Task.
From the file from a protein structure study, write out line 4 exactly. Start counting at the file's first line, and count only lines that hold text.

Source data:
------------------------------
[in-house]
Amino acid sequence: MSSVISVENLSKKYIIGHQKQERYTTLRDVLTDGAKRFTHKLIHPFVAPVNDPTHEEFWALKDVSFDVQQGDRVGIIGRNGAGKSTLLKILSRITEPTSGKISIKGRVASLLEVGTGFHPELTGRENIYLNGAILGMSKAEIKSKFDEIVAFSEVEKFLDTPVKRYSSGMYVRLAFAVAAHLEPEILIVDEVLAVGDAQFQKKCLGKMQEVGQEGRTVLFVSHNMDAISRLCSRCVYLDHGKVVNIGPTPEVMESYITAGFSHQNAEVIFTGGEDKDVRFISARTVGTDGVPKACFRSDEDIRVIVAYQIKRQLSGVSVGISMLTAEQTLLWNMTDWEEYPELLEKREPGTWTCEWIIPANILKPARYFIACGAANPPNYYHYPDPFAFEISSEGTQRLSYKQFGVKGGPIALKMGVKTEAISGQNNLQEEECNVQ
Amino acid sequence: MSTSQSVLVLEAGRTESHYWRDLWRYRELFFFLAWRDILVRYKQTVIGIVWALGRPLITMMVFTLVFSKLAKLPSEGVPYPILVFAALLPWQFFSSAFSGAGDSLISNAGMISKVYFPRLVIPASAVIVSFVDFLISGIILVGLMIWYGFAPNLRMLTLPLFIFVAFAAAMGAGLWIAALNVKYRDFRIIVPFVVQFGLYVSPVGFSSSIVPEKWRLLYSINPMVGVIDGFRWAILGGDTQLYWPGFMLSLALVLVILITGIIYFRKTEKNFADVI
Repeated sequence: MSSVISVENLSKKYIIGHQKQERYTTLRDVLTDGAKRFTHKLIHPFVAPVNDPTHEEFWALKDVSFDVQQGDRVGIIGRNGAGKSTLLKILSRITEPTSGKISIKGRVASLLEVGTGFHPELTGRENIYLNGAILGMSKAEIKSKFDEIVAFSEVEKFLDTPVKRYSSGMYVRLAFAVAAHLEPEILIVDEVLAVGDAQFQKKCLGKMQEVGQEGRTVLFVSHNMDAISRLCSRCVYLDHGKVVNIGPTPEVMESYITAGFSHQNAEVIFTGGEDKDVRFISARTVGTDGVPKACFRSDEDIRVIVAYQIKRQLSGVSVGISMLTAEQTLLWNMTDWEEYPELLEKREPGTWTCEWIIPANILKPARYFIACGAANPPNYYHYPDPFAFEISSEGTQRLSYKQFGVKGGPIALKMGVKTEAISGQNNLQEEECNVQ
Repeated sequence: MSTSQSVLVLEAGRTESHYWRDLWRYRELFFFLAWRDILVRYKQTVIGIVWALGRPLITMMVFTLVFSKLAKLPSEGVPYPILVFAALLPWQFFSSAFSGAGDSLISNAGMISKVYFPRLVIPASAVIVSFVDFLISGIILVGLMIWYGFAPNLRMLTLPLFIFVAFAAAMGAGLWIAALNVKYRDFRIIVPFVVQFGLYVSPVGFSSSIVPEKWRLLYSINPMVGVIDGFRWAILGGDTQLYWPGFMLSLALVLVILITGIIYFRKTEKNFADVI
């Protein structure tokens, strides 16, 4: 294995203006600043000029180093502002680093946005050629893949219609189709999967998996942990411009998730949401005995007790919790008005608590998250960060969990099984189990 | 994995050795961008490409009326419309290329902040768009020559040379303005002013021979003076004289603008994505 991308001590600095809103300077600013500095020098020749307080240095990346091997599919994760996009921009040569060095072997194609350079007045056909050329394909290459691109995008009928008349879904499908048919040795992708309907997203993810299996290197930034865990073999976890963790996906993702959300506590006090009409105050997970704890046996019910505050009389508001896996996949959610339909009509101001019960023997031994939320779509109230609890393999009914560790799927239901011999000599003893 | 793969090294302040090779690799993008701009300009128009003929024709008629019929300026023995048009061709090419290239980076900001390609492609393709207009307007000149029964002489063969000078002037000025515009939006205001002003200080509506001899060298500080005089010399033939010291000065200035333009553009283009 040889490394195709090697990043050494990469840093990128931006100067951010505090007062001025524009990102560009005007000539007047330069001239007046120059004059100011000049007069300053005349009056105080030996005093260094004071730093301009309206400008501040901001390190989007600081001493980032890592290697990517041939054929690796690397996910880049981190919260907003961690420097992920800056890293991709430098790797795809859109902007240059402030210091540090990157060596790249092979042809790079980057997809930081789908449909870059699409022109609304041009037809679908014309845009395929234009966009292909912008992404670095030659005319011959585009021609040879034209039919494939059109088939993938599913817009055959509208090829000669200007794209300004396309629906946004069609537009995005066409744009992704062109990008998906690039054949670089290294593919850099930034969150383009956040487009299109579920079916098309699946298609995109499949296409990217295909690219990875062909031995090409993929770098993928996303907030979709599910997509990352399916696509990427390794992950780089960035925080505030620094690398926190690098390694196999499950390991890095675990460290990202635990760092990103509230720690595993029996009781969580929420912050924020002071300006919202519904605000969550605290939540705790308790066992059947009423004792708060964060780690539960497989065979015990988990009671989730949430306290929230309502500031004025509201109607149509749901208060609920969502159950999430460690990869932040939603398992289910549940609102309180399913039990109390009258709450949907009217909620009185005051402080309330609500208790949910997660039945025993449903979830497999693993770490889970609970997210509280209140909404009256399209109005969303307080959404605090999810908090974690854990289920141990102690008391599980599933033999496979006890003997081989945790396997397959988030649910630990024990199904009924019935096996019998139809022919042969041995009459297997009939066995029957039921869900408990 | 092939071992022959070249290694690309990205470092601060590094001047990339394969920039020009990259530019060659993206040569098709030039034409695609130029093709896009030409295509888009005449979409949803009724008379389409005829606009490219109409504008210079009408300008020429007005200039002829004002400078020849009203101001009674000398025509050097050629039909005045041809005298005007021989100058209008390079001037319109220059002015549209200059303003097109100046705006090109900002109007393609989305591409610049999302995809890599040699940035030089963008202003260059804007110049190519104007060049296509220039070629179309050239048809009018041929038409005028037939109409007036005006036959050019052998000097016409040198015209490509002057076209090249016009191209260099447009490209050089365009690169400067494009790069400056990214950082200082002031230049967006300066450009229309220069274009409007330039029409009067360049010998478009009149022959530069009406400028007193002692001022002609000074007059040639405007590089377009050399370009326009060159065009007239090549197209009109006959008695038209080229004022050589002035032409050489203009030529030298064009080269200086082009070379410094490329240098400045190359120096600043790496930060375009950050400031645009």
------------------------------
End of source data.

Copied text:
Repeated sequence: MSSVISVENLSKKYIIGHQKQERYTTLRDVLTDGAKRFTHKLIHPFVAPVNDPTHEEFWALKDVSFDVQQGDRVGIIGRNGAGKSTLLKILSRITEPTSGKISIKGRVASLLEVGTGFHPELTGRENIYLNGAILGMSKAEIKSKFDEIVAFSEVEKFLDTPVKRYSSGMYVRLAFAVAAHLEPEILIVDEVLAVGDAQFQKKCLGKMQEVGQEGRTVLFVSHNMDAISRLCSRCVYLDHGKVVNIGPTPEVMESYITAGFSHQNAEVIFTGGEDKDVRFISARTVGTDGVPKACFRSDEDIRVIVAYQIKRQLSGVSVGISMLTAEQTLLWNMTDWEEYPELLEKREPGTWTCEWIIPANILKPARYFIACGAANPPNYYHYPDPFAFEISSEGTQRLSYKQFGVKGGPIALKMGVKTEAISGQNNLQEEECNVQ